The Iaido Journal  Oct 2008
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One on One with Såzen Larsen Kusano Sensei
(Sugino branch, Katori Shinto Ryu)
Part Two: About Katori Shinto Ryu, Zen, and Training

copyright © 2008 Douglas Tong, all rights reserved

The following article is the second part of an interview with Såzen Larsen Kusano Sensei (5th dan) of the Sugino branch of Katori Shinto Ryu. In this part, Såzen Sensei talks a little about Katori Shinto Ryu, Zen, and teaching and learning. Those interested in learning more about Såzen Sensei can consult his group’s website:

Author’s note: This interview was conducted on August 6, 2008 in Toronto, Canada. Såzen (pronounced “Sozen”) Sensei came over to Canada to conduct a special seminar in Katori Shinto Ryu.

Question: In Katori Shinto Ryu, there is an importance placed on kamae. Why is kamae important?
Sensei: Actually, any point where you are holding a sword can be considered a position (i.e., kamae). Katori Shinto Ryu teaches us to be able and to be ready to move, attack, and defend from any position. Your body needs to be ready. Your mind needs to be ready.

Question: Katori Shinto Ryu involves study in many different types of weapons. Other than the sword, what is your next favourite weapon?
Sensei: Personally, I like the bo* (6 foot wooden staff).

Sozen with Bo

Question: Why is that?
Sensei: It’s such a primitive weapon. Just a long stick with two blunt ends. There are more elaborate weapons with blades on them like the naginata and the spear, which you can cut and stab with. But the bo is so primitive. It’s just a stick… but yet….wow.

(*Såzen Sensei can be seen performing bojutsu on the only official video of Sugino-style Katori Shinto Ryu, filmed when the late Yoshio Sugino Sensei was alive: )


Question: You are a Zen Buddhist priest*. Are there concepts in Zen that you apply, consciously or unconsciously, to swordsmanship?
Sensei: Actually, Zen only means that you are aware. That you are conscious of something. So if you are practicing something and are not aware of it, you’re in trouble! (Laughs)
Unless, of course, you are a master of it, then that is something else entirely.

Moment by moment, you are “present”. That is Zen. So to bring that back to swordsmanship, you must “look”… and “look” again, as O-Sensei said…

(* Såzen Sensei is also a Zen Buddhist priest in Norway. Those interested in learning more about Reverend Såzen and his Order can visit his Order’s website: )

Question: As a teacher, what do you try to teach your students, apart from just technique?
Sensei: Martial arts training is not about winning a war. Training in budo is about communication, in my opinion. Words are exchanged with swords or other weapons. It is an exchange between two people.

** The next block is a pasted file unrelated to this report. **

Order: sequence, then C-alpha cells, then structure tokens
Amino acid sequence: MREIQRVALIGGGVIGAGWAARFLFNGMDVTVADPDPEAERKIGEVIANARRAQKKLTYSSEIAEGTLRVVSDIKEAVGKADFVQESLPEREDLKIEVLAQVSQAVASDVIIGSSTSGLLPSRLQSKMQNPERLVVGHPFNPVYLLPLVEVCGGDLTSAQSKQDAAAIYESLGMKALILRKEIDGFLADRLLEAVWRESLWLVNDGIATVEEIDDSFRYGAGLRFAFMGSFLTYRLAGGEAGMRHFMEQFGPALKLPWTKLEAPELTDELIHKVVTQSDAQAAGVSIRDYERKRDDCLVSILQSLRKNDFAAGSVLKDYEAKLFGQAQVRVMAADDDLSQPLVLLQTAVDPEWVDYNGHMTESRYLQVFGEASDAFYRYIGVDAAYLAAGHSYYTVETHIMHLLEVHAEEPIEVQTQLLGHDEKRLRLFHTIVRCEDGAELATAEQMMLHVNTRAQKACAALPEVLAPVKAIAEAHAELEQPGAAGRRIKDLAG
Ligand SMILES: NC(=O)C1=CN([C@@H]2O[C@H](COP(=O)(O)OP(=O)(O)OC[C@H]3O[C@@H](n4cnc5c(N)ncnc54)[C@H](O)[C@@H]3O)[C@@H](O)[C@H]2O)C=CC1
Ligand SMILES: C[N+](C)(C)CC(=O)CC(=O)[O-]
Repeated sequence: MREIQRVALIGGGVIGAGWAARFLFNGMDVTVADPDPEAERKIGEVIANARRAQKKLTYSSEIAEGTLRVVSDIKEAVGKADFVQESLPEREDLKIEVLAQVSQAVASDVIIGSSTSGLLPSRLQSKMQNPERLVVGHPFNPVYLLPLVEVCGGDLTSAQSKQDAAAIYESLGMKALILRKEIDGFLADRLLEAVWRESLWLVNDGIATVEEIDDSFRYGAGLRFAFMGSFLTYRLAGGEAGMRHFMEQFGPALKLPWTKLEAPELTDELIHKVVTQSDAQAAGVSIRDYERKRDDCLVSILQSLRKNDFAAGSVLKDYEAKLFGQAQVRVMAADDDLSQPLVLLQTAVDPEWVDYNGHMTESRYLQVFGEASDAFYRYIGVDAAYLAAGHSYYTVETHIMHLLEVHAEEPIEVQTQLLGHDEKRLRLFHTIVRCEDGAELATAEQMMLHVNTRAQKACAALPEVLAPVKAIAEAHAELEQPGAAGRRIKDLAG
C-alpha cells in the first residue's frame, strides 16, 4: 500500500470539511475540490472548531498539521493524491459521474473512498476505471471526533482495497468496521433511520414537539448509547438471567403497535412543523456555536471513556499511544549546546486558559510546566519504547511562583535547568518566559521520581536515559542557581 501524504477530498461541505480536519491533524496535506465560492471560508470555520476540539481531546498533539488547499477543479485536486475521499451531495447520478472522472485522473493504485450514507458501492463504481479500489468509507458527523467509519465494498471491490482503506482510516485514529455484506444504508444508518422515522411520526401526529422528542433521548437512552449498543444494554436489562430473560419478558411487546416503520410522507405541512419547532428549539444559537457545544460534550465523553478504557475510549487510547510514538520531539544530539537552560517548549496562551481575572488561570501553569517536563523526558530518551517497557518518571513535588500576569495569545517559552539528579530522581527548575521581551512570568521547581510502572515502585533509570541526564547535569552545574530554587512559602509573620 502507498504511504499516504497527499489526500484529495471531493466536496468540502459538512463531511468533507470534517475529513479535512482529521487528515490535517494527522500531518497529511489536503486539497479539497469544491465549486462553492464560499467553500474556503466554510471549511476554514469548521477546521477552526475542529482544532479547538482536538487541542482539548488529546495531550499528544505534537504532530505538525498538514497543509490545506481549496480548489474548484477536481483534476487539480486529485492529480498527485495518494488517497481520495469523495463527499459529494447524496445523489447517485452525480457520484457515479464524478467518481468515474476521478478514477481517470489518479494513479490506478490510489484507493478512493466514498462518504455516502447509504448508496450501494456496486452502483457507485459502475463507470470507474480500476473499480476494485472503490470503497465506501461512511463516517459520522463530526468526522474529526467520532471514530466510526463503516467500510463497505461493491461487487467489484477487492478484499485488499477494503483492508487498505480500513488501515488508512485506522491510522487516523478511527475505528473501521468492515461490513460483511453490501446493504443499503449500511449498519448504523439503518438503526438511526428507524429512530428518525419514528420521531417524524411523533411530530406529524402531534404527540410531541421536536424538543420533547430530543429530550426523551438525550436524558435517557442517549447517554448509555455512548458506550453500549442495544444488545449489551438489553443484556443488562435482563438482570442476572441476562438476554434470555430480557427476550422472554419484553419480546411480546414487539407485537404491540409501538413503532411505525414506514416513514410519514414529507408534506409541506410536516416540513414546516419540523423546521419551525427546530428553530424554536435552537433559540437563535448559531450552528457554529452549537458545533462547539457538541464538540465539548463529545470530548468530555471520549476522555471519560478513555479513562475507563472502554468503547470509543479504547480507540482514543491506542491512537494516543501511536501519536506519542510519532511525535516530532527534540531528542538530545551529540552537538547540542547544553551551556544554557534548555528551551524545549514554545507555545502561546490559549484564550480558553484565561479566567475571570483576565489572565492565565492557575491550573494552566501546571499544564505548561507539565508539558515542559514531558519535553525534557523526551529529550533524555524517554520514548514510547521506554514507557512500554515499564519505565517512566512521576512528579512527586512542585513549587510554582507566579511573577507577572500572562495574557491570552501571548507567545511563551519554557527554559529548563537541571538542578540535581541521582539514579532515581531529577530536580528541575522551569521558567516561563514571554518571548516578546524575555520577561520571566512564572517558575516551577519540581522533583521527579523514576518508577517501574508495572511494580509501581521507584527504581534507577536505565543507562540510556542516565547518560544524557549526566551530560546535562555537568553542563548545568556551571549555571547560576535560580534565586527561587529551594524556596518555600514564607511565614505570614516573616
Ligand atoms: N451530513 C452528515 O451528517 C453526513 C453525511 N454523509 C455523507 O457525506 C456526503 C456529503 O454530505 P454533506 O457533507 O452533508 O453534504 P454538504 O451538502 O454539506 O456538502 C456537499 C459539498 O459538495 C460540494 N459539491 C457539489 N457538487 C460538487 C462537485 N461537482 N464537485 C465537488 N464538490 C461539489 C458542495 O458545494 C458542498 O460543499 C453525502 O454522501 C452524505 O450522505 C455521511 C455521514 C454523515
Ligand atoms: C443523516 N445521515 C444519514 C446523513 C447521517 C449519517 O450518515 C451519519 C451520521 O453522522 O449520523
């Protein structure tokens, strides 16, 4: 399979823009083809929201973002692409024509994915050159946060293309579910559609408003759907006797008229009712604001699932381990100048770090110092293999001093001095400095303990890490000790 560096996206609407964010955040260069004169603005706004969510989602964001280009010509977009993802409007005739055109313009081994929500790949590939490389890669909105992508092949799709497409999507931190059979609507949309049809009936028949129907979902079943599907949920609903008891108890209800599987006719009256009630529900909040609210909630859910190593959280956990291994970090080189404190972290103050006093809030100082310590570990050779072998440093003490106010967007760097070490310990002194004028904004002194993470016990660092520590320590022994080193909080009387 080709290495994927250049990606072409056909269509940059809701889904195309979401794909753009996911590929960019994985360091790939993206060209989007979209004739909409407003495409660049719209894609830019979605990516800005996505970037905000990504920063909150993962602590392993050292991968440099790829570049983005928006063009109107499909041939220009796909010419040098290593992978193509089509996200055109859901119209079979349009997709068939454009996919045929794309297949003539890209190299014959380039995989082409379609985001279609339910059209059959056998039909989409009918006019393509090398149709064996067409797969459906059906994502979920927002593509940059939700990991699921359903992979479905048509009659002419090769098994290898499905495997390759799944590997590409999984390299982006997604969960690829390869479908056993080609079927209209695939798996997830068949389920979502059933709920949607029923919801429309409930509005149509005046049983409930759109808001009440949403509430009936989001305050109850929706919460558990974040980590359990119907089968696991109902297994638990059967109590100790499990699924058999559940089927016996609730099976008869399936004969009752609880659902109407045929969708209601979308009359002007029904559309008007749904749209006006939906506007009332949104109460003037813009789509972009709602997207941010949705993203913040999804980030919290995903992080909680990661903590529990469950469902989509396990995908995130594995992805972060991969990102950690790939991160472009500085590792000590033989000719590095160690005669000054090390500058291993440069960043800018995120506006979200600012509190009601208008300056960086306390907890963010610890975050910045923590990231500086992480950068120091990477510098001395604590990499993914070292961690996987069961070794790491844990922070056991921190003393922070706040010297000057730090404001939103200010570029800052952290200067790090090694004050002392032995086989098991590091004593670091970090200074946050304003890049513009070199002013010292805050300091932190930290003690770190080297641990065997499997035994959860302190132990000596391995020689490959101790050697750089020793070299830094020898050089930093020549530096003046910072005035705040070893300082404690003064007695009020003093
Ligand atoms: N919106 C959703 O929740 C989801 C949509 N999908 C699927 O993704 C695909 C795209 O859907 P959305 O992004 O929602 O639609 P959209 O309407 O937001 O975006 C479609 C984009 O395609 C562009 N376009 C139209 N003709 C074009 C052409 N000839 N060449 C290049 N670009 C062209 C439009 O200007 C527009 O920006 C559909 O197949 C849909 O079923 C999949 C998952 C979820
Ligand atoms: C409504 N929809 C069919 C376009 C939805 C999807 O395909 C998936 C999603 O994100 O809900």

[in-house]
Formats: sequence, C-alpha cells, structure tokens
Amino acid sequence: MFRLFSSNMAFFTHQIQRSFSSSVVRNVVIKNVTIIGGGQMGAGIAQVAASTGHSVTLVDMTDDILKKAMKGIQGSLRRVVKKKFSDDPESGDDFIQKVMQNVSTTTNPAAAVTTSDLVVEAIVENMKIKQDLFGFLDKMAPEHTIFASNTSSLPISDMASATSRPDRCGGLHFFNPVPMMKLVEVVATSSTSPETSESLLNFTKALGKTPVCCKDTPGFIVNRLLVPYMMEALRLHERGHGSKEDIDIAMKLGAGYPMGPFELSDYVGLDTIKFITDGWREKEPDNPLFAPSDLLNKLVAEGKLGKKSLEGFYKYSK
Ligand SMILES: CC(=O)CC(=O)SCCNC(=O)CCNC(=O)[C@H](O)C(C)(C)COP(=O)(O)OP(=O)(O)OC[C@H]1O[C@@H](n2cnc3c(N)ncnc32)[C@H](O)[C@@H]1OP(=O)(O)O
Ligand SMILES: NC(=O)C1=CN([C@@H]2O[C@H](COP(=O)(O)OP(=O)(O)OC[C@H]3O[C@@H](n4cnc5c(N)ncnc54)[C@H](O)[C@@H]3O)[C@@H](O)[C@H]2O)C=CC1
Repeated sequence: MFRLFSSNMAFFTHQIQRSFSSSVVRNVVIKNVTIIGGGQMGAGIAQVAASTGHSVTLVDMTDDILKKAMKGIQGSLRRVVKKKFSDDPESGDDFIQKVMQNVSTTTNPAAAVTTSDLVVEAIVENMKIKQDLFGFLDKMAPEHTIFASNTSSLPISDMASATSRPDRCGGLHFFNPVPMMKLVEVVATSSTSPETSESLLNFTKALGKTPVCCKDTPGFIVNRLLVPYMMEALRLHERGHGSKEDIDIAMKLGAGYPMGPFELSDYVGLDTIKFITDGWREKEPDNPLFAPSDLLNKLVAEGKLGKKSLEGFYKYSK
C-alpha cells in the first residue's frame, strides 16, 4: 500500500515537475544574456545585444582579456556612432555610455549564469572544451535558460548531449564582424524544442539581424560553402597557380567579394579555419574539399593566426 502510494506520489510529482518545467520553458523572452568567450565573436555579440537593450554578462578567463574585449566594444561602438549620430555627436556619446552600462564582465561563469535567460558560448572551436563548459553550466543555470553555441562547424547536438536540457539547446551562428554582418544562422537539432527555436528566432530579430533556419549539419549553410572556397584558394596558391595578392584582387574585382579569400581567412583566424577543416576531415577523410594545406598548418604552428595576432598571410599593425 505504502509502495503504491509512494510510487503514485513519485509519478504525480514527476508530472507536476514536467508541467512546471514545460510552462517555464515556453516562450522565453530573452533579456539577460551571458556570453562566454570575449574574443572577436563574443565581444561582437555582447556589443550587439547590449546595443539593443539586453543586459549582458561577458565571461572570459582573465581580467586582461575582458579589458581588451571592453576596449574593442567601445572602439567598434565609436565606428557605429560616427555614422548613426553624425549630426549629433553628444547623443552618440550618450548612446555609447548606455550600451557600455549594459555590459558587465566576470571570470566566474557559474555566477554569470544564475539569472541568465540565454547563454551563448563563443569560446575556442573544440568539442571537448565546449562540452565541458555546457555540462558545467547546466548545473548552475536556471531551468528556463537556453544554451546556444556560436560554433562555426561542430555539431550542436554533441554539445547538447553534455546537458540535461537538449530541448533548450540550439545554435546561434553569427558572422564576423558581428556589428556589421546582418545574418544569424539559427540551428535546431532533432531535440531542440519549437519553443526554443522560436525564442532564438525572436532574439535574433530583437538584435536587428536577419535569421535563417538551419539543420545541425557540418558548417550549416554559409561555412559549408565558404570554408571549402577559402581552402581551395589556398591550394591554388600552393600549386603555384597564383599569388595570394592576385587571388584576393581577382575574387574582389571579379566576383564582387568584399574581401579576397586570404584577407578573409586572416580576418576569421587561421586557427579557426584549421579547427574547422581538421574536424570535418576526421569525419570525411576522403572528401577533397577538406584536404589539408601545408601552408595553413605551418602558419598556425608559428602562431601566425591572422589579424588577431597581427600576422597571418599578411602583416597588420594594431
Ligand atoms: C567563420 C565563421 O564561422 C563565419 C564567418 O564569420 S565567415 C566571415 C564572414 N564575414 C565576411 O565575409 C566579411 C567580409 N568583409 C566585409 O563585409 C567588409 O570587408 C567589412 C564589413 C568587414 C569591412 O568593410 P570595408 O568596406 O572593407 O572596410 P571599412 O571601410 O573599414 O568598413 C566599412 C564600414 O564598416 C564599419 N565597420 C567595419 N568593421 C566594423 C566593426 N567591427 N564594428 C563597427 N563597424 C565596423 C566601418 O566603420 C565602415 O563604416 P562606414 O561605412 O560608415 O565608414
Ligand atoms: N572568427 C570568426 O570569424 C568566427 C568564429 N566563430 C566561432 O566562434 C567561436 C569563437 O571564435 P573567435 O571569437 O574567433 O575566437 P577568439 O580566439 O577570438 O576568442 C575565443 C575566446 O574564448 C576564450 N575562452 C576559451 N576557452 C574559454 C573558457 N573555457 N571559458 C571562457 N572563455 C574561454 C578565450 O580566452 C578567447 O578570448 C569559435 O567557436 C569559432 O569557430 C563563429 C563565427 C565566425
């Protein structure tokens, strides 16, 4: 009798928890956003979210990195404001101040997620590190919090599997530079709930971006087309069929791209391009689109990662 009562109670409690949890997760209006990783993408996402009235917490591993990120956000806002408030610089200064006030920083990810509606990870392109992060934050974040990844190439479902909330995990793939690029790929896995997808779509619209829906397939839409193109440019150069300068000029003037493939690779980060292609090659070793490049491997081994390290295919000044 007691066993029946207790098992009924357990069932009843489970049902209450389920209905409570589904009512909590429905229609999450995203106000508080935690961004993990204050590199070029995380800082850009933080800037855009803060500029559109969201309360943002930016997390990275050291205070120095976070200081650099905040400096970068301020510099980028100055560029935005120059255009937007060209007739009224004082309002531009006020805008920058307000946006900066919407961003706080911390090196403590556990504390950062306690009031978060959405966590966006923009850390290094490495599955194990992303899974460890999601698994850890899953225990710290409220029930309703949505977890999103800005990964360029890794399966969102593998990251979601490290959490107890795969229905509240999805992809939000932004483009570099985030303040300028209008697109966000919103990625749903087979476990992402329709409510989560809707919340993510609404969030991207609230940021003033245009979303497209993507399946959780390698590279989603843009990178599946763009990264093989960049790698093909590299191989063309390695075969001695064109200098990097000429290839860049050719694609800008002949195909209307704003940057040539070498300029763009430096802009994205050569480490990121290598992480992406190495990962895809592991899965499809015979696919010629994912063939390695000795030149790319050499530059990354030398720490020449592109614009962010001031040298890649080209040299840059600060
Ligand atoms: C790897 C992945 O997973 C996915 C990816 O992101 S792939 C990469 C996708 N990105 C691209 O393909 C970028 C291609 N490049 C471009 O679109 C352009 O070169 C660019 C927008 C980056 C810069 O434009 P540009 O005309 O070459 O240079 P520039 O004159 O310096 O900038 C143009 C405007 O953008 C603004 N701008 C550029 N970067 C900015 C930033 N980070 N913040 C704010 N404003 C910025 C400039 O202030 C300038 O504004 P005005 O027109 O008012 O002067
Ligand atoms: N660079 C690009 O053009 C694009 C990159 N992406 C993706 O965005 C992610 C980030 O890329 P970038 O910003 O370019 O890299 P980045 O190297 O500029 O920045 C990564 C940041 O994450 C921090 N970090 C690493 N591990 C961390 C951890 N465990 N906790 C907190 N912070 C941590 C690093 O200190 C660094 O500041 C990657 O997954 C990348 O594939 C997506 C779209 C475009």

You need to respect the other person, their ability. In old budo, because there is no competition, unlike sports, the idea is to help your partner become better. And it goes both ways. You help them improve, they help you improve. The goal is to improve, by respect and by tolerance.

Tolerance is important. Even if you don’t have a chemistry with this person, you shouldn’t say, “I don’t want to practice with this person.” Because training in budo is not a solo thing, we need to appreciate our partners.

Even for teachers, if you want to teach it, you need students, you need partners. So, tolerance and respect are very important in budo in many ways.

Sozen in the snow

Question: As a teacher, what do you believe is most important for students to remember when studying kenjutsu (or budo)?
Sensei: First, thinking is not good.* Do what you’re told. Follow that. Just do it.

(* possibly Sensei means from a Zen perspective. In other words, over-intellectualizing things, over-thinking, instead of “being in the moment”. Those who are familiar with Takuan Soho’s treatise Fudōchi Shinmyō Roku (Divine Record of Immovable Wisdom) will recall his discussion about the attached mind and the mind that tarries.)

Second, persevere. Perseverance is interesting. It is not only about the body but also about the mind. There is a Japanese proverb: “Keizoku wa chikaru nari”. It basically means, ”Only by endless repetition, do you master it.” So don’t be afraid of doing a kata one more time…

Finally, don’t get caught up in thinking, “When do I master it?” Just practice and enjoy it. Eventually you will master it. So the key thing is: Just do it…

Question: Thank you Sensei. Those are great words to remember. Thank you for this interview.
Sensei: My pleasure.

Sozen, Doug, Sugino Yoshio

Douglas Tong began his studies of Katori Shinto Ryu with the late Yoshio Sugino Sensei in Kawasaki in 1990. Mr. Tong can be contacted via email at:

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TIN Oct 2008